As a general rule, the burden of proof lies with the party bringing a claim or an allegation. However, if a fact is described by a party (eg, in a pleading), the alleged fact will be considered established if it is not disputed by the counterparty even though the party does not produce any supporting evidence.

How does a court decide what judgments, remedies and orders it will issue?

The court will render a judgment, a remedy or an order based on the claims brought by the parties. The court cannot go beyond the parties’ claims when rendering a judgment, etc, but according to the principle that the lesser is always included in the greater (eo quod plus sit semper inest et minus), the court can give partial judgment for a brought claim.

Evidence

How is witness, documentary and expert evidence dealt with?

Documentary evidence is uploaded to the Danish courts’ case portal (www.minretssag.dk) during the preparation of a case and in connection with the filing of pleadings.

Witnesses are, as a general rule, heard during the trial hearing. In certain situations, however, a witness statement can be delivered in writing or orally at a preliminary hearing.

Expert evidence is most commonly provided by the use of an expert evaluation according to which an expert selected by the court will review the scene of the events in question and, on that basis and his or her professional competences, will answer questions brought by the parties in an expert report. The expert’s report will be produced as evidence, and the report can be certified by the expert giving testimony during the trial hearing, when the parties are eligible to ask elaborating questions based on the report.

How does the court deal with large volumes of commercial or technical evidence?

Generally, large volumes of evidence or technical evidence do not cause problems. That said, large volumes of evidence and technical evidence always necessitate great endeavours by the parties (and their lawyers) to ensure that the evidence is presented in a structured way, and put in its right context, in order to enable the court to process and evaluate that evidence expediently.

Can a witness in your jurisdiction be compelled to give evidence in or to a foreign court? And can a court in your jurisdiction compel a foreign witness to give evidence?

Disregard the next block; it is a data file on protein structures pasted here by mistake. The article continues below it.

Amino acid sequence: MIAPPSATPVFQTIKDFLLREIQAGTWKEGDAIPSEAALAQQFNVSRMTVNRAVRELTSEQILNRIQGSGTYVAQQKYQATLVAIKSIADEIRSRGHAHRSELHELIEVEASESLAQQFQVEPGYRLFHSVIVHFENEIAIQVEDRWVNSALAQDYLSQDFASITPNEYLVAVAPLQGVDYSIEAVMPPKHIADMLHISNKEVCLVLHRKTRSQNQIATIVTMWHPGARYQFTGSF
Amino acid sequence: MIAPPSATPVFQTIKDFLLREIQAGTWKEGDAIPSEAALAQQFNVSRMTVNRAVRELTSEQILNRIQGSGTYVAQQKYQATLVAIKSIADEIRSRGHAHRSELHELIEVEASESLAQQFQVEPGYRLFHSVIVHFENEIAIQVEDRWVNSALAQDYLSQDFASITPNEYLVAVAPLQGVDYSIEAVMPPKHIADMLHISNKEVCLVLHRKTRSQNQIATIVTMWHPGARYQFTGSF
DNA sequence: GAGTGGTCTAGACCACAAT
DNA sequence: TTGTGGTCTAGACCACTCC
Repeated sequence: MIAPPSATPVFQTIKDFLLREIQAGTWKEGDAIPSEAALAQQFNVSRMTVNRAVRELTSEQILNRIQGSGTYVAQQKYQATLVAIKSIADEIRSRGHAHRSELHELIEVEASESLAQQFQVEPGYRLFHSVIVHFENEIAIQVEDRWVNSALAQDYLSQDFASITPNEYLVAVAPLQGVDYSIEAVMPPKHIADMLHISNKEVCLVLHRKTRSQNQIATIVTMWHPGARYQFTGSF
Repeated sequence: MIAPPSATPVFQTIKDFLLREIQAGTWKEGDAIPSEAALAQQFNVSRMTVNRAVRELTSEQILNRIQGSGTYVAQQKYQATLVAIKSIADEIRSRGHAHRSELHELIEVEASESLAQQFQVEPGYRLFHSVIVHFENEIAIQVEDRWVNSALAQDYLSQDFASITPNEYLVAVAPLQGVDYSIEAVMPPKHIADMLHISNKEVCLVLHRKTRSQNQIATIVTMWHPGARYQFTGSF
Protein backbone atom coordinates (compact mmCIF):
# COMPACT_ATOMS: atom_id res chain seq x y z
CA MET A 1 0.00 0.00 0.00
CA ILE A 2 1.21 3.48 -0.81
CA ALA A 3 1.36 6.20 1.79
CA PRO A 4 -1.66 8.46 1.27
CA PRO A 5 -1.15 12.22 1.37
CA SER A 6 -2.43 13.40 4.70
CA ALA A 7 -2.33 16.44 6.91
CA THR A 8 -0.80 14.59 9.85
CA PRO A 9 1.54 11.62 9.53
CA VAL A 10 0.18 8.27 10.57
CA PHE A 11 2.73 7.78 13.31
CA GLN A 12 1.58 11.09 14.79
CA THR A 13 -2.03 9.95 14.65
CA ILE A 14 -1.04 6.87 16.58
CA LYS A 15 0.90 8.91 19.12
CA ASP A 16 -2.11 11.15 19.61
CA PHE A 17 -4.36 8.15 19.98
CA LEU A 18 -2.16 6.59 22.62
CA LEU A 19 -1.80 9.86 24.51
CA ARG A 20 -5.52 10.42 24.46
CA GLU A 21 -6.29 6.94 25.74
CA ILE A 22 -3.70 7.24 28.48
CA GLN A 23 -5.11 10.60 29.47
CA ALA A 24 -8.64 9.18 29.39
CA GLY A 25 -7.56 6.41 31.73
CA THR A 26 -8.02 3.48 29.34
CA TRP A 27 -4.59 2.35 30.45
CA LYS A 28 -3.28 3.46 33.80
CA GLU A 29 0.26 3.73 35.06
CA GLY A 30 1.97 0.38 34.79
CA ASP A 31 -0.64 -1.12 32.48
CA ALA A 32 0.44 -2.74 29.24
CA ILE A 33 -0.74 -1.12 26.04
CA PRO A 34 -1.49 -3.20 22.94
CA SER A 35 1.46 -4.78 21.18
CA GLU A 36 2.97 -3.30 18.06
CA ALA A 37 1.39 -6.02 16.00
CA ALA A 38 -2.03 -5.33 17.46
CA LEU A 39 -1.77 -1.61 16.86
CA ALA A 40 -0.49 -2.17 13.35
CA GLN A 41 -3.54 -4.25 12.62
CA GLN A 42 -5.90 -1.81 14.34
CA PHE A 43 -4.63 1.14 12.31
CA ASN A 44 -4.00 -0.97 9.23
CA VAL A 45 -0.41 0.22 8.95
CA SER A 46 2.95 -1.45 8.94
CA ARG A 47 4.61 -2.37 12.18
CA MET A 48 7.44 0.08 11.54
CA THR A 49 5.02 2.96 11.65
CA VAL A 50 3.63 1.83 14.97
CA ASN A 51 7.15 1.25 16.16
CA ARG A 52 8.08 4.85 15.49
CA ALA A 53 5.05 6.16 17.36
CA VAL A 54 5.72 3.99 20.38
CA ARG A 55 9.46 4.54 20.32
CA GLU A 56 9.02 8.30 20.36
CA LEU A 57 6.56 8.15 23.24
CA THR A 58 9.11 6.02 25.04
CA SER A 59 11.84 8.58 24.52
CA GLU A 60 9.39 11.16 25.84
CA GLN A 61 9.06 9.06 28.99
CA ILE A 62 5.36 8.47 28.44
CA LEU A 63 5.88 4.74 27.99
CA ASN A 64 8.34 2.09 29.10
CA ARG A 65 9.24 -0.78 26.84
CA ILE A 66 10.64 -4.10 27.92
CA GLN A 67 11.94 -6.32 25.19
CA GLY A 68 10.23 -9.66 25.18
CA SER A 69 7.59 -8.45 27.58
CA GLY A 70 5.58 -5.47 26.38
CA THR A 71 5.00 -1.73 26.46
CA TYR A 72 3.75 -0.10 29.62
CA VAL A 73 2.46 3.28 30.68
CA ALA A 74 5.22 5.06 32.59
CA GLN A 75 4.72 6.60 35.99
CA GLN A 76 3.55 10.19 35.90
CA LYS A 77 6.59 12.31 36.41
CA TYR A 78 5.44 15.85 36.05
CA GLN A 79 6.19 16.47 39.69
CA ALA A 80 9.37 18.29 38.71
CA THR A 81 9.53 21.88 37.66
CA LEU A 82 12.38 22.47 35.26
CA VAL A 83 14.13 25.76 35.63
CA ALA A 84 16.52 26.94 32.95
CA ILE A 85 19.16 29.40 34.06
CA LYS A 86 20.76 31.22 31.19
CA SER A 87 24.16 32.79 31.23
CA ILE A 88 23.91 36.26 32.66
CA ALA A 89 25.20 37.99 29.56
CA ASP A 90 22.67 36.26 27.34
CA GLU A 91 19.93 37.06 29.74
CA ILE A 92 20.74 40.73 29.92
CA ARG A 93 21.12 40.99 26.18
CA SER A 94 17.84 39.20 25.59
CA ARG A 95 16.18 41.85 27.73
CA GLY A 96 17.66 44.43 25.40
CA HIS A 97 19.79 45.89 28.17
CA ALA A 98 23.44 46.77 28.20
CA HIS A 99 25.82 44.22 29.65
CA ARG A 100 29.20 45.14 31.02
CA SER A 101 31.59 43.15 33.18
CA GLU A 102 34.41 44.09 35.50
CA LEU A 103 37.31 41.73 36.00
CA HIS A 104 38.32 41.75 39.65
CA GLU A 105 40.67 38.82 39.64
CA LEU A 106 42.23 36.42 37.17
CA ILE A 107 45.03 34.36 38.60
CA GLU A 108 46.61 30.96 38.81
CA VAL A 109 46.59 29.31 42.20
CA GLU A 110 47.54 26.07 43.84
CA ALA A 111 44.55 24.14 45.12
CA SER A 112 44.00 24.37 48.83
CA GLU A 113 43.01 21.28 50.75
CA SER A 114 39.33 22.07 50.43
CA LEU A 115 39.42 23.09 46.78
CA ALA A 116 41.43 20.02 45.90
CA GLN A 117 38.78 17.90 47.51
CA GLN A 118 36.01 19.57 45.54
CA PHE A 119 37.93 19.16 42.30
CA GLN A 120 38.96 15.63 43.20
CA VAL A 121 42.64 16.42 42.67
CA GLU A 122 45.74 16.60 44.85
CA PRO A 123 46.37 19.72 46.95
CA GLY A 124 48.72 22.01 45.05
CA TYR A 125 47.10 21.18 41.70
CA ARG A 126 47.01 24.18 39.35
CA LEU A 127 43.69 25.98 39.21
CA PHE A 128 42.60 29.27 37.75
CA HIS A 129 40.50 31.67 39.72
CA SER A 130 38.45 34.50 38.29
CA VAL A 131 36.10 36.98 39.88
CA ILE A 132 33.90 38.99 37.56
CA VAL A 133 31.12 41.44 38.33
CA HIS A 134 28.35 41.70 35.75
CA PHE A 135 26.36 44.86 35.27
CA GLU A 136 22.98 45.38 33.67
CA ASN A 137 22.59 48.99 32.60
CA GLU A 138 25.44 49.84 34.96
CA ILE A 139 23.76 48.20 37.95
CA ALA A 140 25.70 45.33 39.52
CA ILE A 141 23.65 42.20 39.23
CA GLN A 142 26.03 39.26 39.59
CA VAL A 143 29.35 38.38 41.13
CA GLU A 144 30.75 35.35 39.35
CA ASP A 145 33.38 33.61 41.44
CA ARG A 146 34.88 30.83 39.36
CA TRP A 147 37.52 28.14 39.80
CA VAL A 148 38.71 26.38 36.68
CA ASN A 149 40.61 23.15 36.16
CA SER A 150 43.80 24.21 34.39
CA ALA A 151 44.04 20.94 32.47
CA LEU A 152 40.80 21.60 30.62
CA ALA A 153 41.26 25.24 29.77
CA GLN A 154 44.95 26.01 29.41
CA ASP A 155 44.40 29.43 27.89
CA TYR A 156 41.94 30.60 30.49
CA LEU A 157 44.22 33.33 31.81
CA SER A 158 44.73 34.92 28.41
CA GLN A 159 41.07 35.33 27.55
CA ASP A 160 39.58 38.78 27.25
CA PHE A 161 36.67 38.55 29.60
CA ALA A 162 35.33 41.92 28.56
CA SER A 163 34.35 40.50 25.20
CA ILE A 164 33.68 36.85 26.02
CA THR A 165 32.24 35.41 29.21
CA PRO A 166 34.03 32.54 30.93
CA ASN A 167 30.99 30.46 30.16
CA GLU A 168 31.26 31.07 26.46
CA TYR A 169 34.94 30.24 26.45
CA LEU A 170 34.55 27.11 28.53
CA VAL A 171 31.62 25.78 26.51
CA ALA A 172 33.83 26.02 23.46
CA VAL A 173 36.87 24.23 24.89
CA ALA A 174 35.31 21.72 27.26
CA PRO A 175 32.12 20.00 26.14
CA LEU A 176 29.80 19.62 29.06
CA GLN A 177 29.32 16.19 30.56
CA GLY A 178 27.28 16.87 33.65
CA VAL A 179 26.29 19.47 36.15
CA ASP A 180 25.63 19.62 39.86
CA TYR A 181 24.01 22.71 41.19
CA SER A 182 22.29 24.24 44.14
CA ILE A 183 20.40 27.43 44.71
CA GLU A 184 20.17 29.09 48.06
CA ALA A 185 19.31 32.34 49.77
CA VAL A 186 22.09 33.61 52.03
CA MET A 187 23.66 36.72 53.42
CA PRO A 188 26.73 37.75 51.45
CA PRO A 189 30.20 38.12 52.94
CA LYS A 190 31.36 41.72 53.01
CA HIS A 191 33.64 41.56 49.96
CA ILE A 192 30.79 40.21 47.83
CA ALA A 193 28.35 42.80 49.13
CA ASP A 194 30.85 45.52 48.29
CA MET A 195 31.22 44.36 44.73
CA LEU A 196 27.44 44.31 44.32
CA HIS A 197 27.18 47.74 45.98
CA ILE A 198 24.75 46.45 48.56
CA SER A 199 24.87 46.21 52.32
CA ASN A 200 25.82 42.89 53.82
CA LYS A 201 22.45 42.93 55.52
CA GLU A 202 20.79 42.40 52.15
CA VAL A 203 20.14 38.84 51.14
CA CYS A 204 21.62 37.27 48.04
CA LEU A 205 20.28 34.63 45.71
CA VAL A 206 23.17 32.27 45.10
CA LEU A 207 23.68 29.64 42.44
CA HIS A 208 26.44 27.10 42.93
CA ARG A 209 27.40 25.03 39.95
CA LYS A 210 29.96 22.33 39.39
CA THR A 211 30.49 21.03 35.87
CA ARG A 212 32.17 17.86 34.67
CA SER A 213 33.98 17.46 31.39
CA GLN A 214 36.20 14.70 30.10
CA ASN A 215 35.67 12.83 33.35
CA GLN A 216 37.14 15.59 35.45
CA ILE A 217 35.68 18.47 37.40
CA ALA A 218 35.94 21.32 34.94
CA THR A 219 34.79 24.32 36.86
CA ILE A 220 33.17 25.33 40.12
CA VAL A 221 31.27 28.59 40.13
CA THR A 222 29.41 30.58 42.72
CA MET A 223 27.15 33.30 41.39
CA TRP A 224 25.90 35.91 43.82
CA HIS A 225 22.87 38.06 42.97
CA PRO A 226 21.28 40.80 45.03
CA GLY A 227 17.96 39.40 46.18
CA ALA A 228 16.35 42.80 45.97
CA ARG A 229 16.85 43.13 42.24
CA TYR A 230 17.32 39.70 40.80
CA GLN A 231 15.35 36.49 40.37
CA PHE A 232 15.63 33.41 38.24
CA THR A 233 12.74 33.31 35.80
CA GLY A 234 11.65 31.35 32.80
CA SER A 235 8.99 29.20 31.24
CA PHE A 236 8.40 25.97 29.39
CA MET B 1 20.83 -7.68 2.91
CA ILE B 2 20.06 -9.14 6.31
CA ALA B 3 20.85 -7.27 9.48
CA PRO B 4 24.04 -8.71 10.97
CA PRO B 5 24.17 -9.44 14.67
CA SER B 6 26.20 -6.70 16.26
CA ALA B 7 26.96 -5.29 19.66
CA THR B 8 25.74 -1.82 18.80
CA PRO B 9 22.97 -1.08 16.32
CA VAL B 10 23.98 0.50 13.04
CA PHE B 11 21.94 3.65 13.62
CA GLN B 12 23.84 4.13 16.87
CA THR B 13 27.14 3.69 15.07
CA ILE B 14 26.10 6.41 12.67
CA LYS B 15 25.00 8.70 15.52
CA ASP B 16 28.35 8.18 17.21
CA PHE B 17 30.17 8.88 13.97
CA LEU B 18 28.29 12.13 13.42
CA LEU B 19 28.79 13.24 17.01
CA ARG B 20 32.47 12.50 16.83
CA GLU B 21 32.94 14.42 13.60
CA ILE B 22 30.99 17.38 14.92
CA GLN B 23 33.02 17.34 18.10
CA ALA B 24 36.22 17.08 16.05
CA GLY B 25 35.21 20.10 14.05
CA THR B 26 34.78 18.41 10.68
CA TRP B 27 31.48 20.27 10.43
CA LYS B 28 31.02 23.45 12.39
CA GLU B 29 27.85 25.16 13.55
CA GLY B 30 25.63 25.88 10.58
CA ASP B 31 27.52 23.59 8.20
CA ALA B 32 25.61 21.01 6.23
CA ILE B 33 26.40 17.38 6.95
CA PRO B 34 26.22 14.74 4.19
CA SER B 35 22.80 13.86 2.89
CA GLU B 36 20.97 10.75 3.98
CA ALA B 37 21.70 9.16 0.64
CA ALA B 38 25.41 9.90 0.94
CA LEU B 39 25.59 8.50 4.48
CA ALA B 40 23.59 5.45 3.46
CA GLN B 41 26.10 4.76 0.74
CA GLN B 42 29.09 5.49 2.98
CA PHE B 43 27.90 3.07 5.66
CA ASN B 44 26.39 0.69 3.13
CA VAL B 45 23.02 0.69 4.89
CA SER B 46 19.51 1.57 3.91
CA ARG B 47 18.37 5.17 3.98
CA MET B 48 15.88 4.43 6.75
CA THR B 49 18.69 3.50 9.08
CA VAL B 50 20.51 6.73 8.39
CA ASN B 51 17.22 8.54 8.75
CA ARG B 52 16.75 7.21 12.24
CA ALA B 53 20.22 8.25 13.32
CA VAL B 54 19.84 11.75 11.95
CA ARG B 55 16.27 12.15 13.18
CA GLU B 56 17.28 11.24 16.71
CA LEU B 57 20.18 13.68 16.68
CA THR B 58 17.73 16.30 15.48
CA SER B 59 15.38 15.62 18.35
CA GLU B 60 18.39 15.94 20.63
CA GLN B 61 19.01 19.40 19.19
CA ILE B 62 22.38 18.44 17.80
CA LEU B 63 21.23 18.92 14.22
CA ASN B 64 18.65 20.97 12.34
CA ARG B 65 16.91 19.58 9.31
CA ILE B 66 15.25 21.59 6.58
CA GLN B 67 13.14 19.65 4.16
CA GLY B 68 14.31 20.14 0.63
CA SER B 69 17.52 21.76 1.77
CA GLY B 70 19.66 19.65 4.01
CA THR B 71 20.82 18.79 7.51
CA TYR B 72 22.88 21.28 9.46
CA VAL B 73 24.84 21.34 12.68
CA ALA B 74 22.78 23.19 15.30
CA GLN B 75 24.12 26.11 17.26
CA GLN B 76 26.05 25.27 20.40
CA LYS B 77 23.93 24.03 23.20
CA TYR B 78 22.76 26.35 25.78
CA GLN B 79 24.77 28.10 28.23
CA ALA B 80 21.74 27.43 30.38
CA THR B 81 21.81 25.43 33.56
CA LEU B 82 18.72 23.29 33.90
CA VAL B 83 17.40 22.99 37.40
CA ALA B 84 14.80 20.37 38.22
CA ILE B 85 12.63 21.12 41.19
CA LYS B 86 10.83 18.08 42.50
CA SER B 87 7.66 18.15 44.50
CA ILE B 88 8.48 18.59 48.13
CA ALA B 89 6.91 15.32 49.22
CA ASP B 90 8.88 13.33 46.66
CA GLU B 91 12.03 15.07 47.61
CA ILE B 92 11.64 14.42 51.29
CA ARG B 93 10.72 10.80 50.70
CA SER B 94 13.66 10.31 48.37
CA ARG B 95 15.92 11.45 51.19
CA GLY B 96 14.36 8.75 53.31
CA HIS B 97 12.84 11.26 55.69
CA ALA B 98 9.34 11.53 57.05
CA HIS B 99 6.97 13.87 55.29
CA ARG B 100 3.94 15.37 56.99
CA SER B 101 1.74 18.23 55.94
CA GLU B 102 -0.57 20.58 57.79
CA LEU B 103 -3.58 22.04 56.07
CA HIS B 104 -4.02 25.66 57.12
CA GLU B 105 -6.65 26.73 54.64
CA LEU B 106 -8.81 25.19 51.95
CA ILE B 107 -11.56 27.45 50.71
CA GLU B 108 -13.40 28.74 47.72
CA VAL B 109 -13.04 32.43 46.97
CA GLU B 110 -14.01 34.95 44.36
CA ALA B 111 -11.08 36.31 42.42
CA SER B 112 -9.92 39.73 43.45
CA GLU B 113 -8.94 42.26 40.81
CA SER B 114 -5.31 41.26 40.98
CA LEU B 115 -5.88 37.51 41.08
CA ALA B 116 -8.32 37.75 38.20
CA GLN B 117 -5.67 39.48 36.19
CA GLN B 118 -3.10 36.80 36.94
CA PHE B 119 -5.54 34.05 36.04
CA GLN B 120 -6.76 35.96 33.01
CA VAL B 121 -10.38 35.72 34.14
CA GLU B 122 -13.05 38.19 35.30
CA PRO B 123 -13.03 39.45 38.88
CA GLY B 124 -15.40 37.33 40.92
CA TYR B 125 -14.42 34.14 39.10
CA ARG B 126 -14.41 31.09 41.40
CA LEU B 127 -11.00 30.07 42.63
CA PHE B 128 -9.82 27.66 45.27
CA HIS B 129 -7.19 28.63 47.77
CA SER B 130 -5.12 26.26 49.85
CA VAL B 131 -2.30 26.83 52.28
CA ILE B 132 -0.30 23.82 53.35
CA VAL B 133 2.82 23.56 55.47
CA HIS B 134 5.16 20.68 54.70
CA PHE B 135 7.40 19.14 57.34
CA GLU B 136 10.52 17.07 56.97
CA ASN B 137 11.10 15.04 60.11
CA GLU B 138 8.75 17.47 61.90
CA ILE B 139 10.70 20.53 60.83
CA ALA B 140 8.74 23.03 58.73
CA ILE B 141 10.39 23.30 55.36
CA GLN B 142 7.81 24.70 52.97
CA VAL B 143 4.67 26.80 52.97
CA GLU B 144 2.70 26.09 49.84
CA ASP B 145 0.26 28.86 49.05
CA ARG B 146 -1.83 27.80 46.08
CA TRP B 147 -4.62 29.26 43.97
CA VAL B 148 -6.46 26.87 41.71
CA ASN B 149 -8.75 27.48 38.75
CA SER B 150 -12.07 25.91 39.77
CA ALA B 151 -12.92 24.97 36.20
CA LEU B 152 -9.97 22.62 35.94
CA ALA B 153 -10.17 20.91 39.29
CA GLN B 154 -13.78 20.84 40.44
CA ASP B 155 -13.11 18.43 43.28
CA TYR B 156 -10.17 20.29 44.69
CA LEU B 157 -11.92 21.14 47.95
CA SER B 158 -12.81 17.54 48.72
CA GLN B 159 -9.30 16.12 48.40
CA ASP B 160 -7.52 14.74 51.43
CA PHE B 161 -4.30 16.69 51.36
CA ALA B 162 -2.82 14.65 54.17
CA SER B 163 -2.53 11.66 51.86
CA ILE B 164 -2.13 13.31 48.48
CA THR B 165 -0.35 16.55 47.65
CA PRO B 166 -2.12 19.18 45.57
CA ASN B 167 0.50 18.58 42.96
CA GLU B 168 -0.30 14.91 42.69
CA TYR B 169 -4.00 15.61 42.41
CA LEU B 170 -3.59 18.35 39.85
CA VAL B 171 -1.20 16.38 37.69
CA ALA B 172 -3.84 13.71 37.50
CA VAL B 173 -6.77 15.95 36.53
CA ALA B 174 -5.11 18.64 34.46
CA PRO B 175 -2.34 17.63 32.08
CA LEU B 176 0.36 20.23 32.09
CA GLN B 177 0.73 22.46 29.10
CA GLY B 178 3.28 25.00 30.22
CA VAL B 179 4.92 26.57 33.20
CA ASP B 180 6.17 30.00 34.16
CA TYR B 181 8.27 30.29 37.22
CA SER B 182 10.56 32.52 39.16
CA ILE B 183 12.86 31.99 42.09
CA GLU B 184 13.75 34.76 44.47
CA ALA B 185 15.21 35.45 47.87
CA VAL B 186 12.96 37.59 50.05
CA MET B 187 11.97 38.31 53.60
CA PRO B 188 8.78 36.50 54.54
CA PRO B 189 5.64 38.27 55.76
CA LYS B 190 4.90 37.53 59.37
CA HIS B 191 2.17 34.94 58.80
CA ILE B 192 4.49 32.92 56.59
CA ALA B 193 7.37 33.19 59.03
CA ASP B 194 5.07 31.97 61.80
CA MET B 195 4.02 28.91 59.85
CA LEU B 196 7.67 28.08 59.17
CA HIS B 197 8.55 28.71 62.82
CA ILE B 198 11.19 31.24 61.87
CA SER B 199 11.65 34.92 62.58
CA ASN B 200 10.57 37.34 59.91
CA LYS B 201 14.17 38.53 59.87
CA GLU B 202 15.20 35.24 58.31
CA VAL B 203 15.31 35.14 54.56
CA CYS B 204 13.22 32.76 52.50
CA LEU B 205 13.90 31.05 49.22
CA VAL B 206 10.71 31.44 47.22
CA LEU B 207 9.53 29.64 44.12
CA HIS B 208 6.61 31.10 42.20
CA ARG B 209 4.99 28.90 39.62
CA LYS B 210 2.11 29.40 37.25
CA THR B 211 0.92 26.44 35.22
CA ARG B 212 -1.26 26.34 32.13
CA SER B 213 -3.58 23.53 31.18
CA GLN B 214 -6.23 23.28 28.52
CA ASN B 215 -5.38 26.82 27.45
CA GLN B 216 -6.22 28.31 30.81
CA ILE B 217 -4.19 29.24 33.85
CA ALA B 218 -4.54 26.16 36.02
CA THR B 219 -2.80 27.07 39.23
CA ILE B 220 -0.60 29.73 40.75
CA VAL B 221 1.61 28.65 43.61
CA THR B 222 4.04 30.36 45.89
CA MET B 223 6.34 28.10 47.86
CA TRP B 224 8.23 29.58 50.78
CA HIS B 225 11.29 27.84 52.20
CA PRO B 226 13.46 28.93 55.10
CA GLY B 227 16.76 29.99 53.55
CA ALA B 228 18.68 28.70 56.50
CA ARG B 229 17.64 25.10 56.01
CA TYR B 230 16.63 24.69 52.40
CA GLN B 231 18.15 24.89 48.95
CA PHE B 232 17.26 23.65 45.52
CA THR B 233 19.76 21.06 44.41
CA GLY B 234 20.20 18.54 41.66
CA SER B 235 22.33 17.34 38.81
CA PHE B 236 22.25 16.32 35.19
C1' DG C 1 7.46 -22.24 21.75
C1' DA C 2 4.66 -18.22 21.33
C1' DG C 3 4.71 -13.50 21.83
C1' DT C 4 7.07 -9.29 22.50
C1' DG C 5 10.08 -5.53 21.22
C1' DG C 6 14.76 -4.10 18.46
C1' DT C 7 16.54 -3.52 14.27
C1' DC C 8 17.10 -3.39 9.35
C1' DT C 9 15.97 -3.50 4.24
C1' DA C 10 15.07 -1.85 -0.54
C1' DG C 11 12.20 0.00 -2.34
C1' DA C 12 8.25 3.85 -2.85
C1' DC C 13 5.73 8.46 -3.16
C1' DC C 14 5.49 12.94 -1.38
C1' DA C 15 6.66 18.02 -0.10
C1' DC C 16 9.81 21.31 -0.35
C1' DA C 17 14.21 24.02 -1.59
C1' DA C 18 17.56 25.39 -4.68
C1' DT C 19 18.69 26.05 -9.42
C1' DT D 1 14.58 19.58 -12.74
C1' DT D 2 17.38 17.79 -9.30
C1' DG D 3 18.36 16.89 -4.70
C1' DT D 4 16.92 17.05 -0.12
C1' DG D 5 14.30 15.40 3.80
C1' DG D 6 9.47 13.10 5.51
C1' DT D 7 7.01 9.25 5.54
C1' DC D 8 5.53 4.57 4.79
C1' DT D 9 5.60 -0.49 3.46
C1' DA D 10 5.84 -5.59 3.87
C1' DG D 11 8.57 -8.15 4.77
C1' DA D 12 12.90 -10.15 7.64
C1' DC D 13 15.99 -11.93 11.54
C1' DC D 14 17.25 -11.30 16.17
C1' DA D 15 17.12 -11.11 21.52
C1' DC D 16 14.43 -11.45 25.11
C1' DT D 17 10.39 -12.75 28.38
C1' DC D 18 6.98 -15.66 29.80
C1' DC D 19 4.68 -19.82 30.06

Voluntary witness testimonies of foreigners can often be given by video conference, enabling foreign witnesses to avoid travelling (and saving the party bringing forward the witness from including the travelling expenses as part of the witness compensation).

In cases where a witness opposes, that question must be answered by looking at the relevant treaty or convention that Denmark has concluded with the country where the foreign witness is living. The most relevant regulations are:

  • Council Regulation (EC) No. 1206/2001 of 28 May 2001 on cooperation between the courts of the Member States in the taking of evidence in civil or commercial matters;
  • Convention of 18 March 1970 on the Taking of Evidence Abroad in Civil or Commercial Matters (Hague Evidence Convention); and
  • the Danish law on the Nordic duty to give evidence (which came into force as a result of Nordic Council Recommendation No. 17 of 1968). The law applies to persons residing or staying in Finland, Iceland, Norway and Sweden.

As a result, in many cases it will be possible to compel a witness to give testimony in or to a Danish court even when the witness opposes. According to the same regulations, foreign courts can in many cases compel a witness in Denmark to give testimony in or to a foreign court with assistance from a Danish court.